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BlackBerry Ltd., which struggled to entice customers with touch-screen models last year, plans to return its focus to keyboard-equipped phones under Chief Executive Officer John Chen.

“I personally love the keyboards,” Chen said Monday. In the future, the company’s phones will “predominantly” have physical keyboards, he said, rather than touch screens.

Chen, who took the CEO job in November, is trying to rebuild the company after last year’s BlackBerry 10 touch-screen lineup fizzled with consumers – contributing to billions of dollars of write-downs.

As part of the comeback plan, BlackBerry is refocusing on the corporate and government customers that fueled its early success. Those users preferred real keyboards because they made it easier to hammer out emails.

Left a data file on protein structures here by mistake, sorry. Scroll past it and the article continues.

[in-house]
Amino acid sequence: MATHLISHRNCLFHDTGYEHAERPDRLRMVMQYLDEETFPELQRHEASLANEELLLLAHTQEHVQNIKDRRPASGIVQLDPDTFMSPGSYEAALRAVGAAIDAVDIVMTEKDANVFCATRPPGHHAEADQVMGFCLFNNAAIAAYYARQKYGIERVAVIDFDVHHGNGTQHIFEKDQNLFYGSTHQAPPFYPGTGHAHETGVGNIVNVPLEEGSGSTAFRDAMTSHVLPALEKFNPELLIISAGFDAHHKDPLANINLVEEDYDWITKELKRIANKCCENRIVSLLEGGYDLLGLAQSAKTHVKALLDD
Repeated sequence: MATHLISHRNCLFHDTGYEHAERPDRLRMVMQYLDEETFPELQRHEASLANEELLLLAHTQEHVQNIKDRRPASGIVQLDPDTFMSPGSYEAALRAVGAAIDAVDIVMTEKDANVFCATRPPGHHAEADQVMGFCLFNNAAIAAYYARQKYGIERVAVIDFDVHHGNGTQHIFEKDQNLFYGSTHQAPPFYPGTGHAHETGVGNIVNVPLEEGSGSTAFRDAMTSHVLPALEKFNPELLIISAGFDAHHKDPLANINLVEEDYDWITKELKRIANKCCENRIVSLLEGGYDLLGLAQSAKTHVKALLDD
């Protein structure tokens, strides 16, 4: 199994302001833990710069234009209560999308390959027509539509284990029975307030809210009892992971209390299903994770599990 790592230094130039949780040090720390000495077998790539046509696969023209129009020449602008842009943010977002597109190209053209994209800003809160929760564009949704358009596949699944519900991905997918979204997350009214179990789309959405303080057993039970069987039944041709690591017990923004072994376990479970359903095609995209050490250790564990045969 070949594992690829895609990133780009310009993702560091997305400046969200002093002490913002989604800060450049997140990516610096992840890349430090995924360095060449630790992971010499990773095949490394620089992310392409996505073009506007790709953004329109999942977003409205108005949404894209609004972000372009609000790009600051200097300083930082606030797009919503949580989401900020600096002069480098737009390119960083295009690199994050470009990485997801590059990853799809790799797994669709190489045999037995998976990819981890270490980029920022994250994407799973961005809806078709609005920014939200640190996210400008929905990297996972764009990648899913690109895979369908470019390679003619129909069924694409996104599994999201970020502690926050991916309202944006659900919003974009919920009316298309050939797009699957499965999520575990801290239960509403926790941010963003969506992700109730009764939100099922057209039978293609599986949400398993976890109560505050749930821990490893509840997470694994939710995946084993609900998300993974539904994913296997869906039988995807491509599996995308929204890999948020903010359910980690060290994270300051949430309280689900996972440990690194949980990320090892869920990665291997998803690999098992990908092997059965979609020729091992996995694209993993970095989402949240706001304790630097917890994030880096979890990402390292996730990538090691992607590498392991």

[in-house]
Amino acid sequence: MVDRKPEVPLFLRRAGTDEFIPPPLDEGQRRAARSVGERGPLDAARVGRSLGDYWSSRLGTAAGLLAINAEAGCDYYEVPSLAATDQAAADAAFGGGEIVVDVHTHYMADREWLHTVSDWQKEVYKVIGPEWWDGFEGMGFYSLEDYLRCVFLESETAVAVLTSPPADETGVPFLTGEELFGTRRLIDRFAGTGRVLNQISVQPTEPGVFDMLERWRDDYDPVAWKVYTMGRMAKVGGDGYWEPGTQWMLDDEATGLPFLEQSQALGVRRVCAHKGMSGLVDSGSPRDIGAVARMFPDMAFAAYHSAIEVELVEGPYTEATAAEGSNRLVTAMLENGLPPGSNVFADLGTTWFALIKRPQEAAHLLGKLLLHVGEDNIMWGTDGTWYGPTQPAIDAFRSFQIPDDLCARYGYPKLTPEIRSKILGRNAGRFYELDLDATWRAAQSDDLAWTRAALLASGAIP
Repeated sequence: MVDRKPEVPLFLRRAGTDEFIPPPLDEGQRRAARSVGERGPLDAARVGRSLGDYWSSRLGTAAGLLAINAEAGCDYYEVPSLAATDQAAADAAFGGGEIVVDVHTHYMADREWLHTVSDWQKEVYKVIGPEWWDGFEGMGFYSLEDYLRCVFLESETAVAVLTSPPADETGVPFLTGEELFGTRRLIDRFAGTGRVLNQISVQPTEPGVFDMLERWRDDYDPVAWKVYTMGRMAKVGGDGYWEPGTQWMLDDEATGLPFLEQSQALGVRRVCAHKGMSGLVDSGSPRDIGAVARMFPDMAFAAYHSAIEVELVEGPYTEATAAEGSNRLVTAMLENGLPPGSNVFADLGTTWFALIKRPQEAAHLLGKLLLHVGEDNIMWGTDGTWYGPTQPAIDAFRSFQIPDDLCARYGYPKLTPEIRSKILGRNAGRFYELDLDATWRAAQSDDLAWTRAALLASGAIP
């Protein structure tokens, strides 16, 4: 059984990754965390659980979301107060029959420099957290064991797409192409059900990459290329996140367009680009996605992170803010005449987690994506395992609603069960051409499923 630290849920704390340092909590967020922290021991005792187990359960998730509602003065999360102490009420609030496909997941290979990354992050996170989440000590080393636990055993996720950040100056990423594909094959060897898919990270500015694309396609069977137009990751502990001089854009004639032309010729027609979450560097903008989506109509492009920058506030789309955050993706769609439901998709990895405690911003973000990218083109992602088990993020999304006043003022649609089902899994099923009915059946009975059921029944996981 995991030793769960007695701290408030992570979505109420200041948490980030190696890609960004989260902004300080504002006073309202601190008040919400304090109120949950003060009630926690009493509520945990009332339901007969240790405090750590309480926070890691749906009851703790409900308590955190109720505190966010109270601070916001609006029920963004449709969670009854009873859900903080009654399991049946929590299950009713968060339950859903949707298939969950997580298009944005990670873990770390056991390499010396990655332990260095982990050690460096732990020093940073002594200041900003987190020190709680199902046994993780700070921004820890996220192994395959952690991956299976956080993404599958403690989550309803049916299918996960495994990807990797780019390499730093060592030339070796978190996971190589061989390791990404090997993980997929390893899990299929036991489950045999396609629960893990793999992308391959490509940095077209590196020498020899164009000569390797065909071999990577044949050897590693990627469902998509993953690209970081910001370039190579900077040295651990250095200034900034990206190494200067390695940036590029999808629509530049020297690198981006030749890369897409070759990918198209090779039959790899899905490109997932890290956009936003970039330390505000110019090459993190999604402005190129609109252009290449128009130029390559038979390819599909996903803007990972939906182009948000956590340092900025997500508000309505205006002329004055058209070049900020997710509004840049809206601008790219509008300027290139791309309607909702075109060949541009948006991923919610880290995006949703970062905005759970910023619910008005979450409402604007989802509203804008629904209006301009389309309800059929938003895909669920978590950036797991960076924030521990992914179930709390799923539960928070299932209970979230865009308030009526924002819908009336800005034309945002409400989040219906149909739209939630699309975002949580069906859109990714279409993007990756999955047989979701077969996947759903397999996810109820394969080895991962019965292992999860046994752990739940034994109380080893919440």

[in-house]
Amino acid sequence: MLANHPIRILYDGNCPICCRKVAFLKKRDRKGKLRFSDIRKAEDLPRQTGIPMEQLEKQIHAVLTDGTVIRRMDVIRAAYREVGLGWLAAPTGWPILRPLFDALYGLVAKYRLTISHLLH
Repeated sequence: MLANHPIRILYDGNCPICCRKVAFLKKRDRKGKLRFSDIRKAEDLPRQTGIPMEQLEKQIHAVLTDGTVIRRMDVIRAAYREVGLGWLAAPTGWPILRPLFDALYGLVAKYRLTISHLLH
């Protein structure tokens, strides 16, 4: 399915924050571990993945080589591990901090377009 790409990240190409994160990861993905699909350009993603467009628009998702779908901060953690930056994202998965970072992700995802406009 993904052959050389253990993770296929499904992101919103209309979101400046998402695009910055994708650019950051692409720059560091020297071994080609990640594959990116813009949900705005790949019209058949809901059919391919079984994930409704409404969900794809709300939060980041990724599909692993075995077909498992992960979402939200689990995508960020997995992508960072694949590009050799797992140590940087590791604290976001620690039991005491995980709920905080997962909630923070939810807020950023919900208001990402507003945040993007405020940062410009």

Last month, Chen announced a five-year deal with Foxconn Technology Group to outsource the manufacturing and design of some of its phones, aiming to offload more of the costs of its unprofitable manufacturing operations.

BlackBerry rose 6.1 percent to $8.50 Tuesday, taking the stock to its highest level since September.

The stock has gained 36 percent since the day before the Foxconn deal was announced in December.

While the first Foxconn-built phone is expected to be a touch-screen device, Chen said the traditional keyboard will hold sway in the long run.